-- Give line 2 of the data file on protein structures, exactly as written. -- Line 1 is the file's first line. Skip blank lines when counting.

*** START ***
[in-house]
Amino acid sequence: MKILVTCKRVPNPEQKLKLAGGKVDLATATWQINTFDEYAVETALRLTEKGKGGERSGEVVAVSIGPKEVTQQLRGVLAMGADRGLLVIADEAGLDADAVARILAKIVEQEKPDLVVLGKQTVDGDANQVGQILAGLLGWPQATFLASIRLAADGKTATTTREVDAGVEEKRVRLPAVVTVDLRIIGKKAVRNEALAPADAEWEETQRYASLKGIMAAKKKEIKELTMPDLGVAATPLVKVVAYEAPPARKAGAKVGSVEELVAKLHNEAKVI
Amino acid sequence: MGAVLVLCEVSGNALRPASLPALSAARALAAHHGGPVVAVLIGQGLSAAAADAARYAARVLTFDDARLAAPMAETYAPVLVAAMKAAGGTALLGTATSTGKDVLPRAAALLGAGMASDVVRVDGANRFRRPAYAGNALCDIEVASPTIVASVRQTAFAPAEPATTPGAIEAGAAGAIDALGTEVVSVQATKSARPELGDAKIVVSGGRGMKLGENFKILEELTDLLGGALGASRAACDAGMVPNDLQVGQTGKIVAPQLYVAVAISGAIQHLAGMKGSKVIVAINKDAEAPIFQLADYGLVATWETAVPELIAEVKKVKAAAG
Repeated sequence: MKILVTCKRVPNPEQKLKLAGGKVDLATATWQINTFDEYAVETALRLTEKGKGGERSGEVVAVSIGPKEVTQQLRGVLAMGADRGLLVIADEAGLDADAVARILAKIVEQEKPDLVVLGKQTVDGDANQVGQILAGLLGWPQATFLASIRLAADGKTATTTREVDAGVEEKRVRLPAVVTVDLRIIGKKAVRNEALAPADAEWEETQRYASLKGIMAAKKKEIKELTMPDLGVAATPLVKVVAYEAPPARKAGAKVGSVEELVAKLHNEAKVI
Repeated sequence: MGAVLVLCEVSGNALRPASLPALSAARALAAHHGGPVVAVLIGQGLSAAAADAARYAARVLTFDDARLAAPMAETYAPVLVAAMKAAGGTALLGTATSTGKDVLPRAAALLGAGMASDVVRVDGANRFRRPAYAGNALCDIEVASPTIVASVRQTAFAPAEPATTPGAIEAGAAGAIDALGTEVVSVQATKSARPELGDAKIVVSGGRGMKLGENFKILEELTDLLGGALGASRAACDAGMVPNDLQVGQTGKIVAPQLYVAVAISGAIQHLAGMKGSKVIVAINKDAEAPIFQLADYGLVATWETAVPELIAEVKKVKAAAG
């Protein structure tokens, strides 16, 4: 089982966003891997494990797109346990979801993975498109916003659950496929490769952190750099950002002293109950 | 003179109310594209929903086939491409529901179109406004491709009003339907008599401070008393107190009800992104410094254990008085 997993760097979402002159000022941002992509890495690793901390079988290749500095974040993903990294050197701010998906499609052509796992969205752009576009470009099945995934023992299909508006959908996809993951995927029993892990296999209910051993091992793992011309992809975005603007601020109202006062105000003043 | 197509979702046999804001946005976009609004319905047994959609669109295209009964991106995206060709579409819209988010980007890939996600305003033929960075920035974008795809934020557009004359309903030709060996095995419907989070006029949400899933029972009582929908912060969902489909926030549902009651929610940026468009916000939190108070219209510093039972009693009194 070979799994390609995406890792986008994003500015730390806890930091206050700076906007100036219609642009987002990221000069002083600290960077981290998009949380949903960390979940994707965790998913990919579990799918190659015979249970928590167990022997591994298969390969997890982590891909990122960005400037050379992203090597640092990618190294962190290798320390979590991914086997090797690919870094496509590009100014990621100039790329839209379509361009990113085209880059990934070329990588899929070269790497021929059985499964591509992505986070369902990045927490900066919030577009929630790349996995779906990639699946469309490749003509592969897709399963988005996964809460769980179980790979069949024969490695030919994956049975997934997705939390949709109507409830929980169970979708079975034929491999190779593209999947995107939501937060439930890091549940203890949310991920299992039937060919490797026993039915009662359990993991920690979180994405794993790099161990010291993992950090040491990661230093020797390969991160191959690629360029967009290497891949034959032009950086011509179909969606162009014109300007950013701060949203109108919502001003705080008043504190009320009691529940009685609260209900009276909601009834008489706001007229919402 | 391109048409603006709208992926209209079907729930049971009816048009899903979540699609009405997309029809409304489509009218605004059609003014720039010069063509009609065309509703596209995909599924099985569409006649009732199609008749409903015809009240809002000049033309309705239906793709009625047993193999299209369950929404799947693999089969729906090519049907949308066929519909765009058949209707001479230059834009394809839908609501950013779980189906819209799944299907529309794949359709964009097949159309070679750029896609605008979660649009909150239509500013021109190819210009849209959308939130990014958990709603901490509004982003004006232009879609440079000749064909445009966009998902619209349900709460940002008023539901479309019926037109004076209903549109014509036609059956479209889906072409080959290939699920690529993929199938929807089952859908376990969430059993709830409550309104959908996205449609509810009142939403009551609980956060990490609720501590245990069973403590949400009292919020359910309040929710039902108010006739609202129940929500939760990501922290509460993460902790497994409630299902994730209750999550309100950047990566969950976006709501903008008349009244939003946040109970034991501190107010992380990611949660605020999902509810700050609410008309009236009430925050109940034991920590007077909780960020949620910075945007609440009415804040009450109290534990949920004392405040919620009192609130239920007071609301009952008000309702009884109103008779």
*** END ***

Amino acid sequence: MKILVTCKRVPNPEQKLKLAGGKVDLATATWQINTFDEYAVETALRLTEKGKGGERSGEVVAVSIGPKEVTQQLRGVLAMGADRGLLVIADEAGLDADAVARILAKIVEQEKPDLVVLGKQTVDGDANQVGQILAGLLGWPQATFLASIRLAADGKTATTTREVDAGVEEKRVRLPAVVTVDLRIIGKKAVRNEALAPADAEWEETQRYASLKGIMAAKKKEIKELTMPDLGVAATPLVKVVAYEAPPARKAGAKVGSVEELVAKLHNEAKVI